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Phenotypic spectrum associated with mutations of the mitochondrial polymerase γ gene

Rita Horvath, Gavin Hudson, Gianfrancesco Ferrari, Nancy Fütterer, Sofia Ahola, Eleonora Lamantea, Holger Prokisch, Hanns Lochmüller, Robert McFarland, V. Ramesh, Thomas Klopstock, Peter Freisinger, Fabrizio Salvi, Johannes A. Mayr, Rene Santer, Marketa Tesarova, Jiri Zeman, Bjarne Udd, Robert W. Taylor, Douglass Turnbull, Michael Hanna, Doreen Fialho, Anu Suomalainen, Massimo Zeviani, Patrick F. Chinnery
DOI: http://dx.doi.org/10.1093/brain/awl088 1674-1684 First published online: 18 April 2006

Summary

Mutations in the gene coding for the catalytic subunit of the mitochondrial DNA (mtDNA) polymerase γ (POLG1) have recently been described in patients with diverse clinical presentations, revealing a complex relationship between genotype and phenotype in patients and their families. POLG1 was sequenced in patients from different European diagnostic and research centres to define the phenotypic spectrum and advance understanding of the recurrence risks. Mutations were identified in 38 cases, with the majority being sporadic compound heterozygotes. Eighty-nine DNA sequence changes were identified, including 2 predicted to alter a splice site, 1 predicted to cause a premature stop codon and 13 predicted to cause novel amino acid substitutions. The majority of children had a mutation in the linker region, often 1399G→A (A467T), and a mutation affecting the polymerase domain. Others had mutations throughout the gene, and 11 had 3 or more substitutions. The clinical presentation ranged from the neonatal period to late adult life, with an overlapping phenotypic spectrum from severe encephalopathy and liver failure to late-onset external ophthalmoplegia, ataxia, myopathy and isolated muscle pain or epilepsy. There was a strong gender bias in children, with evidence of an environmental interaction with sodium valproate. POLG1 mutations cause an overlapping clinical spectrum of disease with both dominant and recessive modes of inheritance. 1399G→A (A467T) is common in children, but complete POLG1 sequencing is required to identify multiple mutations that can have complex implications for genetic counselling.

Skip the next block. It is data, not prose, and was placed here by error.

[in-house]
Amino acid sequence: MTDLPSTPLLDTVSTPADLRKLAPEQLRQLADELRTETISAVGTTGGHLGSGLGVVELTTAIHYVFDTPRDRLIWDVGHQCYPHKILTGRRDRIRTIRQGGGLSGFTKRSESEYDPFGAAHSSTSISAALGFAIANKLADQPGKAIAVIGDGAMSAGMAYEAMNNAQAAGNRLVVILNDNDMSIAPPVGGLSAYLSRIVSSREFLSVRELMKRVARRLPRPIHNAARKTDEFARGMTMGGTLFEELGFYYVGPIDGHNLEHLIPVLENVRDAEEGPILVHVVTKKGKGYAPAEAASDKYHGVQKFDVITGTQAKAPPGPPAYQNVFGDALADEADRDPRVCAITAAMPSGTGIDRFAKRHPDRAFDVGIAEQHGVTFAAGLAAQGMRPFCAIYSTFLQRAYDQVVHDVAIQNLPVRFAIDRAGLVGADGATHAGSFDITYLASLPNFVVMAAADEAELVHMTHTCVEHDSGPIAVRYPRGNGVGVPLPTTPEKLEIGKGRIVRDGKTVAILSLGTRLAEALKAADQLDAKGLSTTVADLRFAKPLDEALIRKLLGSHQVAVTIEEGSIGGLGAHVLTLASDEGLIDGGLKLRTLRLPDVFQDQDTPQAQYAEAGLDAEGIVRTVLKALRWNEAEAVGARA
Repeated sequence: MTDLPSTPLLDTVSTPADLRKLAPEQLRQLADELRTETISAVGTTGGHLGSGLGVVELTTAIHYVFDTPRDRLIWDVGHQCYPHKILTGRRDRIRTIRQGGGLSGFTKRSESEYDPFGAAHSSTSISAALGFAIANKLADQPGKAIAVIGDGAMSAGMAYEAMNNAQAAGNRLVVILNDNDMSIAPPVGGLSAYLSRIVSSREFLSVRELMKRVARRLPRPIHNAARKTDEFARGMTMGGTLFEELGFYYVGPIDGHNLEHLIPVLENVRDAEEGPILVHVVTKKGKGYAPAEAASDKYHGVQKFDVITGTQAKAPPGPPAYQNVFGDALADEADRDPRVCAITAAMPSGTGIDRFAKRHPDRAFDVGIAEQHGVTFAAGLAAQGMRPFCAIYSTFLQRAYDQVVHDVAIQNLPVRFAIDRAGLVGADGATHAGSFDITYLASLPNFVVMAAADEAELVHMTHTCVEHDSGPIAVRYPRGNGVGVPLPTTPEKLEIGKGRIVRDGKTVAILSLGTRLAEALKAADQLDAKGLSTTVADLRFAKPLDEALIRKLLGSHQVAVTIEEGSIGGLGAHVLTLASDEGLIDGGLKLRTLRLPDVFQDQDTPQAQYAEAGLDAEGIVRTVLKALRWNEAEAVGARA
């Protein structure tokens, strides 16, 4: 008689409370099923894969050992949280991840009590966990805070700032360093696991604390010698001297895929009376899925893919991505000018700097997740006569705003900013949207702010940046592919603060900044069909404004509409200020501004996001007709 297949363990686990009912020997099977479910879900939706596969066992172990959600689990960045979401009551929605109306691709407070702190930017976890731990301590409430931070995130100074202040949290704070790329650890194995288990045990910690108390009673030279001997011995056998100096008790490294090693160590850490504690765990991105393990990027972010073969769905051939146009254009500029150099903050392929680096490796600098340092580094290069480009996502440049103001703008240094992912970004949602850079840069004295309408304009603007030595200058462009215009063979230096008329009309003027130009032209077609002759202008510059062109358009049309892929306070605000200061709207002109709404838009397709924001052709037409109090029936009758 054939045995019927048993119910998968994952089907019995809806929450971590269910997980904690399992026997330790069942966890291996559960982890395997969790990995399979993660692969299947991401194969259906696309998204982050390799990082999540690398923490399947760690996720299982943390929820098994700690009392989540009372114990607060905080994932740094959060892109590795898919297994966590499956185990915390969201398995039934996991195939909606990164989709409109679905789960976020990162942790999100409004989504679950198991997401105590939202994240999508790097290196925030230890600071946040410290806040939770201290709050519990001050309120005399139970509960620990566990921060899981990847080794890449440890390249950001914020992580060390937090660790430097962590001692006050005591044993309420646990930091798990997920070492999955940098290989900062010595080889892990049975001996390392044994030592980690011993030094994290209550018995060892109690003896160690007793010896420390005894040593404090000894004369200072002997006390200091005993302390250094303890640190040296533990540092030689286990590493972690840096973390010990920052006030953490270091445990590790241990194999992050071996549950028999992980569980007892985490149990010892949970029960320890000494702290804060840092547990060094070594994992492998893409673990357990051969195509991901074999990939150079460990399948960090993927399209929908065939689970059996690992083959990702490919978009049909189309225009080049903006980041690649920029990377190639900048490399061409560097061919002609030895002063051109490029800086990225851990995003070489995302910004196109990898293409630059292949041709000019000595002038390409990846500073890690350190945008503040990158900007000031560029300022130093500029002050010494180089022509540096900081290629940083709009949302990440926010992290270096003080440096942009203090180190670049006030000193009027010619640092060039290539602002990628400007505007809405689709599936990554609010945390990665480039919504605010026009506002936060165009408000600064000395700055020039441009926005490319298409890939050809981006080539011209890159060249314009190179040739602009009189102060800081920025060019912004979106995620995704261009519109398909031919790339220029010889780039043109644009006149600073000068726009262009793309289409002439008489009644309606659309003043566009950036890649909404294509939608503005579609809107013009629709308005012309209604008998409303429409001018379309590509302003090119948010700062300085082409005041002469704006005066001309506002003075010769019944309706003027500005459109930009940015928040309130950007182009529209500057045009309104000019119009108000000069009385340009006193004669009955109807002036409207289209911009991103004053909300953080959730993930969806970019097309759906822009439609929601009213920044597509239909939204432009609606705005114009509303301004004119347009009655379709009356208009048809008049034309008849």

• mitochondrial encephalopathy
  • mitochondrial DNA
  • polymerase gamma
  • mtDNA
  • chronic progressive external ophthalmoplegia
  • Alpers syndrome

Introduction